Normally, an earthquake is considered as a phenomenon of wave energy radiation by rupture (fracture) of solid Earth. However, the physics of dynamic process around seismic sources, which may play a crucial role in the occurrence of earthquakes and generation of strong waves, has not been fully understood yet. Instead, much of former investigation in seismology evaluated earthquake characteristics in terms of kinematics that does not directly treat such dynamic aspects and usually excludes the influence of high-frequency wave components over 1 Hz. There are countless valuable research outcomes obtained through this kinematics-based approach, but “extraordinary” phenomena that are difficult to be explained by this conventional description have been found, for instance, on the occasion of the 1995 Hyogo-ken Nanbu, Japan, earthquake, and more detailed study on rupture and wave dynamics, namely, possible mechanical characteristics of (1) rupture development around seismic sources, (2) earthquake-induced structural failures and (3) wave interaction that connects rupture (1) and failures (2), would be indispensable. PMID:28077808

  12. Ion Acoustic Travelling Waves

    CERN Document Server

    Webb, G M; Ao, X; Zank, G P

    2013-01-01

    Models for travelling waves in multi-fluid plasmas give essential insight into fully nonlinear wave structures in plasmas, not readily available from either numerical simulations or from weakly nonlinear wave theories. We illustrate these ideas using one of the simplest models of an electron-proton multi-fluid plasma for the case where there is no magnetic field or a constant normal magnetic field present. We show that the travelling waves can be reduced to a single first order differential equation governing the dynamics. We also show that the equations admit a multi-symplectic Hamiltonian formulation in which both the space and time variables can act as the evolution variable. An integral equation useful for calculating adiabatic, electrostatic solitary wave signatures for multi-fluid plasmas with arbitrary mass ratios is presented. The integral equation arises naturally from a fluid dynamics approach for a two fluid plasma, with a given mass ratio of the two species (e.g. the plasma could be an electron pr...

  13. Bent Marshak Waves

    Energy Technology Data Exchange (ETDEWEB)

    Hurricane, O A; Hammer, J H

    2005-10-11

    Radiation driven heat waves (Marshak Waves) are ubiquitous in astrophysics and terrestrial laser driven high energy density plasma physics (HEDP) experiments. Generally, the equations describing Marshak waves are so nonlinear, that solutions involving more than one spatial dimension require simulation. However, in this paper we show how one may analytically solve the problem of the two-dimensional nonlinear evolution of a Marshak wave, bounded by lossy walls, using an asymptotic expansion in a parameter related to the wall albedo and a simplification of the heat front equation of motion. Three parameters determine the nonlinear evolution, a modified Markshak diffusion constant, a smallness parameter related to the wall albedo, and the spacing of the walls. The final nonlinear solution shows that the Marshak wave will be both slowed and bent by the non-ideal boundary. In the limit of a perfect boundary, the solution recovers the original diffusion-like solution of Marshak. The analytic solution will be compared to a limited set of simulation results and experimental data.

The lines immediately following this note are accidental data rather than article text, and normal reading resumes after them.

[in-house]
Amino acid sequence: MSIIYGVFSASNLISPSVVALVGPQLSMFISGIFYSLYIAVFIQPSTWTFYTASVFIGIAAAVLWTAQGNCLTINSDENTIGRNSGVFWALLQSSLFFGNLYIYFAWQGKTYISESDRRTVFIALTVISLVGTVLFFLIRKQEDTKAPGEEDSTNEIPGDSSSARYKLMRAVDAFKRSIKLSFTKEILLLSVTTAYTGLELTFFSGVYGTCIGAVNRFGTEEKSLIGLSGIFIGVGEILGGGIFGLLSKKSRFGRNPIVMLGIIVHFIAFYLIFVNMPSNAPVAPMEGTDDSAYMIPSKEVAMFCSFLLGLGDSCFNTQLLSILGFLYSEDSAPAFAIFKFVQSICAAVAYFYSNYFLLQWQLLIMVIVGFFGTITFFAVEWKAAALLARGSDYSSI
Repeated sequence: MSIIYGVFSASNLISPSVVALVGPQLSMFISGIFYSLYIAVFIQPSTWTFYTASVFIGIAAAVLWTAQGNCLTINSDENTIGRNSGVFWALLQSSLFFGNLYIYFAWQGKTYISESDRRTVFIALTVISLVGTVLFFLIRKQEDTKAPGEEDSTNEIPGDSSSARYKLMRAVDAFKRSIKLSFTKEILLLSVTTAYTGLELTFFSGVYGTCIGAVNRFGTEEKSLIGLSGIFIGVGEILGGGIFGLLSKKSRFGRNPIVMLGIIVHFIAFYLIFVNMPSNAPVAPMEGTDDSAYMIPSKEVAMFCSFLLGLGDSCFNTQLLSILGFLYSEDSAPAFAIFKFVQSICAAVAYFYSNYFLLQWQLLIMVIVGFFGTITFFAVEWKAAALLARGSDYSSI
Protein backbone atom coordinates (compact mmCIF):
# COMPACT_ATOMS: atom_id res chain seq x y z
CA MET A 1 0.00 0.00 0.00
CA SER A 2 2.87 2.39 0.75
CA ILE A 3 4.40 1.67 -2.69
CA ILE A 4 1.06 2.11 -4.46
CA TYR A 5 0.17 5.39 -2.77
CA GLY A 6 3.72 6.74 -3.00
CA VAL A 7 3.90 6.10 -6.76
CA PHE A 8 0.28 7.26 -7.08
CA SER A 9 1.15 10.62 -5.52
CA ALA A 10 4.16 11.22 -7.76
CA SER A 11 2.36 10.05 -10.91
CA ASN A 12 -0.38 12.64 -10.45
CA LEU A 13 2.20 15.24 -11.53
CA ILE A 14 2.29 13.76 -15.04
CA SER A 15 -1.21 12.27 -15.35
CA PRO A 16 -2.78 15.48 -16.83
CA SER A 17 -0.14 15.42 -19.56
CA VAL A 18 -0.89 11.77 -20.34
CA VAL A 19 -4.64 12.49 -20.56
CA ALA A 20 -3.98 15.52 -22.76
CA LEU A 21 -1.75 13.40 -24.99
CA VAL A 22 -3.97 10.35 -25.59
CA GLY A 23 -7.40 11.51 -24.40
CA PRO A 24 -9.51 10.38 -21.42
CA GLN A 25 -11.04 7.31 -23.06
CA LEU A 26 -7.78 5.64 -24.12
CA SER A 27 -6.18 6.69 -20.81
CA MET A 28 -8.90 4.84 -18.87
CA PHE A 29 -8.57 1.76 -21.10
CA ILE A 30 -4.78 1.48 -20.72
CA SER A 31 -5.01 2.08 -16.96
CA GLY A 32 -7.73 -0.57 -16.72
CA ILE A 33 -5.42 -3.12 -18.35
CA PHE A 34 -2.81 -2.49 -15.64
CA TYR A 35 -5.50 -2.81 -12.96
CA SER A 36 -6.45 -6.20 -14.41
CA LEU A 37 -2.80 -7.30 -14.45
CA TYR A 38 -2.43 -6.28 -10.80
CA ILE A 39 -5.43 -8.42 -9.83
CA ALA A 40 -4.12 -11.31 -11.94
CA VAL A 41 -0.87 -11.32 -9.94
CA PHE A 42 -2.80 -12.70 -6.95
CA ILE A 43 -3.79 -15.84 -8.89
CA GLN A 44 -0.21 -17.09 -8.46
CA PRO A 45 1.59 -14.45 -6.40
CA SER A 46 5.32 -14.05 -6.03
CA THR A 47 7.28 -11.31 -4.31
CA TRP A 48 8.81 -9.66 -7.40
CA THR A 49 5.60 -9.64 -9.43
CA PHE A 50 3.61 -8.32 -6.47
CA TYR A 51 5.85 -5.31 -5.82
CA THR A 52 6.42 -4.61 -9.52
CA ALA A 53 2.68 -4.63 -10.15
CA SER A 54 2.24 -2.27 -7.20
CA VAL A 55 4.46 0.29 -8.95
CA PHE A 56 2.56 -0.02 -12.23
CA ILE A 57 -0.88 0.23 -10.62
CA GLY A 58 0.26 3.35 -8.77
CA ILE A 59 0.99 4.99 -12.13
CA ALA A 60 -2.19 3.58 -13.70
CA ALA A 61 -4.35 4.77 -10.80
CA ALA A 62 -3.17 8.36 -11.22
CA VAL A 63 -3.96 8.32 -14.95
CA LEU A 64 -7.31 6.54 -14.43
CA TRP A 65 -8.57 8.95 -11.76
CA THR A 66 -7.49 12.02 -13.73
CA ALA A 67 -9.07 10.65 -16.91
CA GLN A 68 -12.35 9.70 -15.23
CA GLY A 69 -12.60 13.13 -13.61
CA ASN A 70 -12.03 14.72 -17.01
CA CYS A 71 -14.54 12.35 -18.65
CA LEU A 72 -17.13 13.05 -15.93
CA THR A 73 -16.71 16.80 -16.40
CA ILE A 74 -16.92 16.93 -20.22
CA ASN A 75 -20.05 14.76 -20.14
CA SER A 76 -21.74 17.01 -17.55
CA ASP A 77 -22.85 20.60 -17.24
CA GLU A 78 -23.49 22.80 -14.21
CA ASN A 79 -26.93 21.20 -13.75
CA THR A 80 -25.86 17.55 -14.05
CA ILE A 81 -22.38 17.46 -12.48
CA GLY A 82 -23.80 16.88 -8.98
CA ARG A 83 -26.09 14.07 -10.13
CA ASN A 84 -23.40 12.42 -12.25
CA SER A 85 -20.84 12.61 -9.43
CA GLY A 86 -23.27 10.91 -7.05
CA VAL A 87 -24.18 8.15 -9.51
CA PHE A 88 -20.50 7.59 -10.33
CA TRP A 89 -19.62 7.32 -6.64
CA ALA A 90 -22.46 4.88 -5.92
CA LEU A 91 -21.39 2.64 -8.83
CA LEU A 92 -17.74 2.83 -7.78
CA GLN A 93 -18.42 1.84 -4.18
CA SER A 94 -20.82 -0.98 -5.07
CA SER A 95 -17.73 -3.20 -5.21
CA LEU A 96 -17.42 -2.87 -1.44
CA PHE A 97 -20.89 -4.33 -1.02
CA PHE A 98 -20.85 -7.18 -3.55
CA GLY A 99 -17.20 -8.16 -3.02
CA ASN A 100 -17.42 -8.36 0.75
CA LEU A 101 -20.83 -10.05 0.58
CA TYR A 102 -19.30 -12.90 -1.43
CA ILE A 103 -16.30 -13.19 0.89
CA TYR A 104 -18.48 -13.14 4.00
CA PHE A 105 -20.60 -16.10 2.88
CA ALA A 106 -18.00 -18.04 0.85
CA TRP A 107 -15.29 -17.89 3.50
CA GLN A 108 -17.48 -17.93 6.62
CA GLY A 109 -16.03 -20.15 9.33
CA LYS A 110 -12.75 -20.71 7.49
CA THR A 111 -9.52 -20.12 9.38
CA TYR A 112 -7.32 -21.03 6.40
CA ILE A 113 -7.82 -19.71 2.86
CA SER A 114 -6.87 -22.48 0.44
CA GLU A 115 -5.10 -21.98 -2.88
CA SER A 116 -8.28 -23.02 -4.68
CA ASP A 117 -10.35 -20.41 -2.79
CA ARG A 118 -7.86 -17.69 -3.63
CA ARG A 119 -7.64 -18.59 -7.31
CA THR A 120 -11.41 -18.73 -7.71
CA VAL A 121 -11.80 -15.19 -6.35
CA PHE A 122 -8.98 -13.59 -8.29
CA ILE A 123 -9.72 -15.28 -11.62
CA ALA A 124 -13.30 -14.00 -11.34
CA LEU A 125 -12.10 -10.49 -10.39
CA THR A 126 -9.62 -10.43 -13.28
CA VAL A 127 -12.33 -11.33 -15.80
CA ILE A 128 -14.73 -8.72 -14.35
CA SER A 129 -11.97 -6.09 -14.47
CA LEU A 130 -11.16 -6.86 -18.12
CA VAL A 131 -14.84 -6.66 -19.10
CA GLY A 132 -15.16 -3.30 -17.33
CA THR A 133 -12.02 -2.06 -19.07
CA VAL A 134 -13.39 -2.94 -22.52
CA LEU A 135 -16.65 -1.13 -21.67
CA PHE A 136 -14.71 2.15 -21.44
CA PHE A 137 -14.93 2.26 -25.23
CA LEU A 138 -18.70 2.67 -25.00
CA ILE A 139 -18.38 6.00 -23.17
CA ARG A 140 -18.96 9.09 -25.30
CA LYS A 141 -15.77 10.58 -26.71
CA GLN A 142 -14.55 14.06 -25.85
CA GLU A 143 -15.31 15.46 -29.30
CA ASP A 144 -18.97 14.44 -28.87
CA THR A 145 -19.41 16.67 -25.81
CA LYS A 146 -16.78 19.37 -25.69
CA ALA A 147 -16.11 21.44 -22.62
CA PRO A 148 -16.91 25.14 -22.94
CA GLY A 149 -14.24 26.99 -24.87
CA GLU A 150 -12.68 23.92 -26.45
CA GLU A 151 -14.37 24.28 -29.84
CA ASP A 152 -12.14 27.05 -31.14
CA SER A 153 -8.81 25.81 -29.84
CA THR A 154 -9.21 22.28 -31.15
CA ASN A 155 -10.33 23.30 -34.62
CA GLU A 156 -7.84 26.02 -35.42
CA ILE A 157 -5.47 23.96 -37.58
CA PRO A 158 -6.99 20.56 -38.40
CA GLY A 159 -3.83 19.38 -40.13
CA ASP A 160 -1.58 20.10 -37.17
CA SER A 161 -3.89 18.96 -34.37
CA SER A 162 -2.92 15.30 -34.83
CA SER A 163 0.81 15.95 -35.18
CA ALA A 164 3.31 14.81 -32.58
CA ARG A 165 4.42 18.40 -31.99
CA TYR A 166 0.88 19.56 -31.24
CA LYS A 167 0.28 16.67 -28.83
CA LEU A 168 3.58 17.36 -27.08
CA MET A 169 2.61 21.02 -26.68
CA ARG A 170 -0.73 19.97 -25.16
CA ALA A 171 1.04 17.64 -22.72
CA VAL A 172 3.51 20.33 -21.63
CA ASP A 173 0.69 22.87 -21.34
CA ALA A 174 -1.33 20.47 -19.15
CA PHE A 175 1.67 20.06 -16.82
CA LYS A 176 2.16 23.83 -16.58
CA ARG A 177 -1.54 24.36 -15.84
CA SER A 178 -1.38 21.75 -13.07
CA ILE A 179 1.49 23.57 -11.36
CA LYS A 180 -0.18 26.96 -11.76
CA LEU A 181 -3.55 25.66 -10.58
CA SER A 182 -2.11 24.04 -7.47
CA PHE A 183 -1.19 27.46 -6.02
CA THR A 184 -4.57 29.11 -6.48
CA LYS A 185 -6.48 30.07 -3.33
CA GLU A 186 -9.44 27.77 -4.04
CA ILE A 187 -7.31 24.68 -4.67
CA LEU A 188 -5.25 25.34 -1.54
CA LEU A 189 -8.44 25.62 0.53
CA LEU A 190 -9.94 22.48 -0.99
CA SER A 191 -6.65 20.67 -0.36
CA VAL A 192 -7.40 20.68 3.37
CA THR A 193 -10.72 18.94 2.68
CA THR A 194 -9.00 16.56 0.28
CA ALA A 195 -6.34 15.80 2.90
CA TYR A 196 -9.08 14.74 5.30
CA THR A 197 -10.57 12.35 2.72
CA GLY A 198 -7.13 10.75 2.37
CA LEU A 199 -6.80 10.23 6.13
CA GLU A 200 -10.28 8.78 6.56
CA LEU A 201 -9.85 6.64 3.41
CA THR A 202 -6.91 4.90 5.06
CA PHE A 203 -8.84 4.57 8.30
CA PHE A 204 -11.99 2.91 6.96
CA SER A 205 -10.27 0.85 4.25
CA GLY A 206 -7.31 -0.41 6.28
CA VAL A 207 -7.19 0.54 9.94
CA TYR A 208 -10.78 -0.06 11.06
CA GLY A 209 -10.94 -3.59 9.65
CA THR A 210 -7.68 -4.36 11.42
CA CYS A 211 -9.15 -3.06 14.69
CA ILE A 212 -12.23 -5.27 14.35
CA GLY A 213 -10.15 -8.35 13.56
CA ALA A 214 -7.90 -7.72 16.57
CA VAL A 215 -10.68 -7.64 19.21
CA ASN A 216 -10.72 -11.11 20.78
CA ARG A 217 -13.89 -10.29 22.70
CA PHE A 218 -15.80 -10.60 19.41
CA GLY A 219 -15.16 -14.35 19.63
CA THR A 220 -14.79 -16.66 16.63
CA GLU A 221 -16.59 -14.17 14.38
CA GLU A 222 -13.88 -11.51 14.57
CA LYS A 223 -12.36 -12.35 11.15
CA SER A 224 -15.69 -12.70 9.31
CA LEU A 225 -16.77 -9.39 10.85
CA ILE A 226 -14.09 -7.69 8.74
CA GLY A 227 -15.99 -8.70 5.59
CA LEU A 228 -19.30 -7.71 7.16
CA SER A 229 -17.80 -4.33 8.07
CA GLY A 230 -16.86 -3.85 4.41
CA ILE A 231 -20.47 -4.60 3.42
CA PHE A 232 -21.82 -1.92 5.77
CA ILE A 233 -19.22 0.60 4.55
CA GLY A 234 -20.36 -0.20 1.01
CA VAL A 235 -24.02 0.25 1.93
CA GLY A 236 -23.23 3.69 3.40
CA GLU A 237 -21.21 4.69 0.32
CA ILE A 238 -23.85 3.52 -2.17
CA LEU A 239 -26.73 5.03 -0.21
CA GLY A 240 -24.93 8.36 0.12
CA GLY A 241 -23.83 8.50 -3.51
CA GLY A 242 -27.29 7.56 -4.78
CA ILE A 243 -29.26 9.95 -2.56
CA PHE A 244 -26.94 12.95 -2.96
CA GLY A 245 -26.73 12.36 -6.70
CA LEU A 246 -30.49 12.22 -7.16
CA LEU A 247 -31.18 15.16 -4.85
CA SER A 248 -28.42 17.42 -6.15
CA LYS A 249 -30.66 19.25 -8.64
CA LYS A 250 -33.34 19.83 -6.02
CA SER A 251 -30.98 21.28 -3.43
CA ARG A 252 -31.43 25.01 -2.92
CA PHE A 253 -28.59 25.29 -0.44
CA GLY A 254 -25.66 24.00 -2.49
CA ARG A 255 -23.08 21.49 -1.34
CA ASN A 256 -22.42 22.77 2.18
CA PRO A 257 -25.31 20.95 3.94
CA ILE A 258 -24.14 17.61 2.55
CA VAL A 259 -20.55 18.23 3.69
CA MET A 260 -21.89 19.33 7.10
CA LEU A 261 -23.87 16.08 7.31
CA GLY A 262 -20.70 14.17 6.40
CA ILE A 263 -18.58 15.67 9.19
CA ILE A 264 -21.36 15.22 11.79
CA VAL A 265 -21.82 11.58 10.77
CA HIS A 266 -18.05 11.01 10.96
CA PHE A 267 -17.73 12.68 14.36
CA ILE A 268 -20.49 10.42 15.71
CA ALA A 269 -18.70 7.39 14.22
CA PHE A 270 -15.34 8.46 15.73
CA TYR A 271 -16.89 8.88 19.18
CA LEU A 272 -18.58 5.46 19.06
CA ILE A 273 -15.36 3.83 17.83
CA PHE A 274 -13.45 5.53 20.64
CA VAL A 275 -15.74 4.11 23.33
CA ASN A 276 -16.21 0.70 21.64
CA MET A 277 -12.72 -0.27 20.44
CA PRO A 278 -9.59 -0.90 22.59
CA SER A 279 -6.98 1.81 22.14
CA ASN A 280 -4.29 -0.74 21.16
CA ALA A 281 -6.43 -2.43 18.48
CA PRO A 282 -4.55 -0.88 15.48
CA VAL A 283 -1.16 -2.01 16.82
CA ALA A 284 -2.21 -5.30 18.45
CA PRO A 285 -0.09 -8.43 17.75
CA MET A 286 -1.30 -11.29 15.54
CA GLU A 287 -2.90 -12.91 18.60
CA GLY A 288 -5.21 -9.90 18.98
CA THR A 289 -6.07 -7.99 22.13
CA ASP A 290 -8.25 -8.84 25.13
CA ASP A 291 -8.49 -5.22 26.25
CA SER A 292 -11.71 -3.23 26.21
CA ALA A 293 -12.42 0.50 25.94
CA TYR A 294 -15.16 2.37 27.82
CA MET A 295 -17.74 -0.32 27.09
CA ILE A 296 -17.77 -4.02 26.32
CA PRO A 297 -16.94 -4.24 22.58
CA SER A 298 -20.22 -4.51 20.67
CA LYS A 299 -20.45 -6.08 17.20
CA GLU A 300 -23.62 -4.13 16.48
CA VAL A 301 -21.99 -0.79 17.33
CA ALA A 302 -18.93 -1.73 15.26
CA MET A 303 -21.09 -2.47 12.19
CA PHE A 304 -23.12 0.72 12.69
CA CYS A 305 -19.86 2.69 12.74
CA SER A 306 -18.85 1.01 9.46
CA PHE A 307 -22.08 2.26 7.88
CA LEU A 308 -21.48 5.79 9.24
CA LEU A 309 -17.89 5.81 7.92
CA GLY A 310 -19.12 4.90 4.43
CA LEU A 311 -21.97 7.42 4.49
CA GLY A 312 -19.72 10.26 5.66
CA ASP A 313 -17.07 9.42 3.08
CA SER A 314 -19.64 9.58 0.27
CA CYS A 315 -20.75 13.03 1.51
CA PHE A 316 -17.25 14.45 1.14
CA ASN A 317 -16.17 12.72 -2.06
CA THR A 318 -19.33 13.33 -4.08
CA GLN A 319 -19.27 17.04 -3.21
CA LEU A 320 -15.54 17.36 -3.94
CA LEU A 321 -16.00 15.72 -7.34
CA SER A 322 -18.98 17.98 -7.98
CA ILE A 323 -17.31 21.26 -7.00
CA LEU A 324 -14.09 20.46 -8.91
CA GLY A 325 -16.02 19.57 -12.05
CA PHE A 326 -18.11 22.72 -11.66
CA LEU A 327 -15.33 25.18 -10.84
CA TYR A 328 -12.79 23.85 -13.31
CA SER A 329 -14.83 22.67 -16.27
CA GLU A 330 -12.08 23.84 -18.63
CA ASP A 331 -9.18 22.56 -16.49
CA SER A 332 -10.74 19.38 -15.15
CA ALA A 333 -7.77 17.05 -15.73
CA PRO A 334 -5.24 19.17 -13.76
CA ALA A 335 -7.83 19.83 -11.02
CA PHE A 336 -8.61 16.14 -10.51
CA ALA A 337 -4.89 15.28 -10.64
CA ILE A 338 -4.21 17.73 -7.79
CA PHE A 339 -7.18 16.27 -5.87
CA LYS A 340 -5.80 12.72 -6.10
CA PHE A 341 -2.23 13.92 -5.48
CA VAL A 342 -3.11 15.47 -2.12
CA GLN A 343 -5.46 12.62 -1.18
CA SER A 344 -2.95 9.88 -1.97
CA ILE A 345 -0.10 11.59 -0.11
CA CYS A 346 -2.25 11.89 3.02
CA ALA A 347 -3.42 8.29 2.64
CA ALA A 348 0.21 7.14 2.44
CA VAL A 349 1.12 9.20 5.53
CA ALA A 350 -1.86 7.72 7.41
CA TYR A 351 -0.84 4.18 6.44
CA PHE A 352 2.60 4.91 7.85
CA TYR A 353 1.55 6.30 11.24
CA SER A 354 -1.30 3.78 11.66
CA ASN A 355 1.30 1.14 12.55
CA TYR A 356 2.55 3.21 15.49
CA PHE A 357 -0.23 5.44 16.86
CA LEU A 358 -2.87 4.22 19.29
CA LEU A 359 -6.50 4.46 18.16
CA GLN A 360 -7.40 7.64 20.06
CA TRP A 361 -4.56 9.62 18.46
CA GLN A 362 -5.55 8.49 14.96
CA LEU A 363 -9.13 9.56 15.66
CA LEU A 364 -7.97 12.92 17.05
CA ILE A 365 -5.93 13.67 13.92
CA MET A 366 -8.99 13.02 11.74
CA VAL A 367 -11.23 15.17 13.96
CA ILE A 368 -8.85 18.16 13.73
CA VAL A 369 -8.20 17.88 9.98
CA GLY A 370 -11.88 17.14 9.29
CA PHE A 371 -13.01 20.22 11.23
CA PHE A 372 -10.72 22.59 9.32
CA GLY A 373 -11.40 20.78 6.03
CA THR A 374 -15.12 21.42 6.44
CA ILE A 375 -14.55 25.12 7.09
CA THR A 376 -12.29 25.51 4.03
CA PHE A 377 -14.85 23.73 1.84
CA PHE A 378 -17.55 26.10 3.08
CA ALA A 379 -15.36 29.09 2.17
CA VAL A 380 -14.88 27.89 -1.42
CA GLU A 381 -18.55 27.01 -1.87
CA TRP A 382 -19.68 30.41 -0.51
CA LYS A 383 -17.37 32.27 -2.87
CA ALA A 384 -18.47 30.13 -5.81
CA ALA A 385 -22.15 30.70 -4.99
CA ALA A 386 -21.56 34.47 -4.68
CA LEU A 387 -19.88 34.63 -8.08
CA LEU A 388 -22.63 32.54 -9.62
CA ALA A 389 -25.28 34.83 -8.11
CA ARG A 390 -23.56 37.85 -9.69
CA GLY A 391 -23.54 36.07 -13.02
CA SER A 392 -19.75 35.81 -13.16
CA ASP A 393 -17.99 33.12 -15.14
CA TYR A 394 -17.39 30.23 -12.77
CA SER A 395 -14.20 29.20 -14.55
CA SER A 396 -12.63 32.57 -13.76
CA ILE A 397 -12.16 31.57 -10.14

14. Rupture, waves and earthquakes.

    Science.gov (United States)

    Uenishi, Koji

    2017-01-01

    Normally, an earthquake is considered as a phenomenon of wave energy radiation by rupture (fracture) of solid Earth. However, the physics of dynamic process around seismic sources, which may play a crucial role in the occurrence of earthquakes and generation of strong waves, has not been fully understood yet. Instead, much of former investigation in seismology evaluated earthquake characteristics in terms of kinematics that does not directly treat such dynamic aspects and usually excludes the influence of high-frequency wave components over 1 Hz. There are countless valuable research outcomes obtained through this kinematics-based approach, but "extraordinary" phenomena that are difficult to be explained by this conventional description have been found, for instance, on the occasion of the 1995 Hyogo-ken Nanbu, Japan, earthquake, and more detailed study on rupture and wave dynamics, namely, possible mechanical characteristics of (1) rupture development around seismic sources, (2) earthquake-induced structural failures and (3) wave interaction that connects rupture (1) and failures (2), would be indispensable.